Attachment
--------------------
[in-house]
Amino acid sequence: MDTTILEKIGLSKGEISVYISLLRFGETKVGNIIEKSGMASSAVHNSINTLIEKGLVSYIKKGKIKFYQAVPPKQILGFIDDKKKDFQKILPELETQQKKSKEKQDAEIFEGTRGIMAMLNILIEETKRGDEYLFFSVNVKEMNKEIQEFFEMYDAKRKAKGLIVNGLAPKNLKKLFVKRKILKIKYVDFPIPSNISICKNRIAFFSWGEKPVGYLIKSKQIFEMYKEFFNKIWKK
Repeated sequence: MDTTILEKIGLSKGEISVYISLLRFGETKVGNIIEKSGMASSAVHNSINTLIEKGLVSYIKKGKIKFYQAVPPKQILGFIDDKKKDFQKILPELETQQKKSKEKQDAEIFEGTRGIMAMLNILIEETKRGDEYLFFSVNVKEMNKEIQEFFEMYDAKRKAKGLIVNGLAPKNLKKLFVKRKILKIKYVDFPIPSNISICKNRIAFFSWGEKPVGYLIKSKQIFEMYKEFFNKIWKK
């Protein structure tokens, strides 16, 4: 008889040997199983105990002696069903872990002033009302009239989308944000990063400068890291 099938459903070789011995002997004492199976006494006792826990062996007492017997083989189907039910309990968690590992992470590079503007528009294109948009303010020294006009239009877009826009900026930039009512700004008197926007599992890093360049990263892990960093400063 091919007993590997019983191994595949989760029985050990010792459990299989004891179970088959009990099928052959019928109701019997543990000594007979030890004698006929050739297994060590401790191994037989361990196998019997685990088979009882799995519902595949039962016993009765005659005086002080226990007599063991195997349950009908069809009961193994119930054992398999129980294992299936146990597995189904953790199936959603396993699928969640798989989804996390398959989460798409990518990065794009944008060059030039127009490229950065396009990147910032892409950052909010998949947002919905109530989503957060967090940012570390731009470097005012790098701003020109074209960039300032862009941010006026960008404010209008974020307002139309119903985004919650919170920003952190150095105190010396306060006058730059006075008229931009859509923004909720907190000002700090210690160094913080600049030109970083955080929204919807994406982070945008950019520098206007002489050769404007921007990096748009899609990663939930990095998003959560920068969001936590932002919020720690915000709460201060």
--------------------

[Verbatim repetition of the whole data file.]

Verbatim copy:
[in-house]
Amino acid sequence: MDTTILEKIGLSKGEISVYISLLRFGETKVGNIIEKSGMASSAVHNSINTLIEKGLVSYIKKGKIKFYQAVPPKQILGFIDDKKKDFQKILPELETQQKKSKEKQDAEIFEGTRGIMAMLNILIEETKRGDEYLFFSVNVKEMNKEIQEFFEMYDAKRKAKGLIVNGLAPKNLKKLFVKRKILKIKYVDFPIPSNISICKNRIAFFSWGEKPVGYLIKSKQIFEMYKEFFNKIWKK
Repeated sequence: MDTTILEKIGLSKGEISVYISLLRFGETKVGNIIEKSGMASSAVHNSINTLIEKGLVSYIKKGKIKFYQAVPPKQILGFIDDKKKDFQKILPELETQQKKSKEKQDAEIFEGTRGIMAMLNILIEETKRGDEYLFFSVNVKEMNKEIQEFFEMYDAKRKAKGLIVNGLAPKNLKKLFVKRKILKIKYVDFPIPSNISICKNRIAFFSWGEKPVGYLIKSKQIFEMYKEFFNKIWKK
């Protein structure tokens, strides 16, 4: 008889040997199983105990002696069903872990002033009302009239989308944000990063400068890291 099938459903070789011995002997004492199976006494006792826990062996007492017997083989189907039910309990968690590992992470590079503007528009294109948009303010020294006009239009877009826009900026930039009512700004008197926007599992890093360049990263892990960093400063 091919007993590997019983191994595949989760029985050990010792459990299989004891179970088959009990099928052959019928109701019997543990000594007979030890004698006929050739297994060590401790191994037989361990196998019997685990088979009882799995519902595949039962016993009765005659005086002080226990007599063991195997349950009908069809009961193994119930054992398999129980294992299936146990597995189904953790199936959603396993699928969640798989989804996390398959989460798409990518990065794009944008060059030039127009490229950065396009990147910032892409950052909010998949947002919905109530989503957060967090940012570390731009470097005012790098701003020109074209960039300032862009941010006026960008404010209008974020307002139309119903985004919650919170920003952190150095105190010396306060006058730059006075008229931009859509923004909720907190000002700090210690160094913080600049030109970083955080929204919807994406982070945008950019520098206007002489050769404007921007990096748009899609990663939930990095998003959560920068969001936590932002919020720690915000709460201060």